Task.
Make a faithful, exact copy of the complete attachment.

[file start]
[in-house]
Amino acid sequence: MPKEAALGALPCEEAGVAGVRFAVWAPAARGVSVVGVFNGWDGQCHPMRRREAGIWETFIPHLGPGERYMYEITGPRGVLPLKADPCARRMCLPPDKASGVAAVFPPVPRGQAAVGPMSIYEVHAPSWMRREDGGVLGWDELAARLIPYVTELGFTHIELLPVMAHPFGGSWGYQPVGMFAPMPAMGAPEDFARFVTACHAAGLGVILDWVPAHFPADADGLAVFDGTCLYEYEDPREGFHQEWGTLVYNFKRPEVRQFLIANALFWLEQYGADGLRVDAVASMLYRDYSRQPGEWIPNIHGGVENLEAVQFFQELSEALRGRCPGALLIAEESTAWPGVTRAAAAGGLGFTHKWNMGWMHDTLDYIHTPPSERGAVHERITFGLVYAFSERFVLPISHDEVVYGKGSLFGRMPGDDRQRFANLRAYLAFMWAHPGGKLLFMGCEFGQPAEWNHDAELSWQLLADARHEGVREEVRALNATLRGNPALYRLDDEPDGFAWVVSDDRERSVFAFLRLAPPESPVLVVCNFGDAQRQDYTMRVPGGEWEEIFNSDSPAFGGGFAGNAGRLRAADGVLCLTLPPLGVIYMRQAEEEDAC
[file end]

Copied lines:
[in-house]
Amino acid sequence: MPKEAALGALPCEEAGVAGVRFAVWAPAARGVSVVGVFNGWDGQCHPMRRREAGIWETFIPHLGPGERYMYEITGPRGVLPLKADPCARRMCLPPDKASGVAAVFPPVPRGQAAVGPMSIYEVHAPSWMRREDGGVLGWDELAARLIPYVTELGFTHIELLPVMAHPFGGSWGYQPVGMFAPMPAMGAPEDFARFVTACHAAGLGVILDWVPAHFPADADGLAVFDGTCLYEYEDPREGFHQEWGTLVYNFKRPEVRQFLIANALFWLEQYGADGLRVDAVASMLYRDYSRQPGEWIPNIHGGVENLEAVQFFQELSEALRGRCPGALLIAEESTAWPGVTRAAAAGGLGFTHKWNMGWMHDTLDYIHTPPSERGAVHERITFGLVYAFSERFVLPISHDEVVYGKGSLFGRMPGDDRQRFANLRAYLAFMWAHPGGKLLFMGCEFGQPAEWNHDAELSWQLLADARHEGVREEVRALNATLRGNPALYRLDDEPDGFAWVVSDDRERSVFAFLRLAPPESPVLVVCNFGDAQRQDYTMRVPGGEWEEIFNSDSPAFGGGFAGNAGRLRAADGVLCLTLPPLGVIYMRQAEEEDAC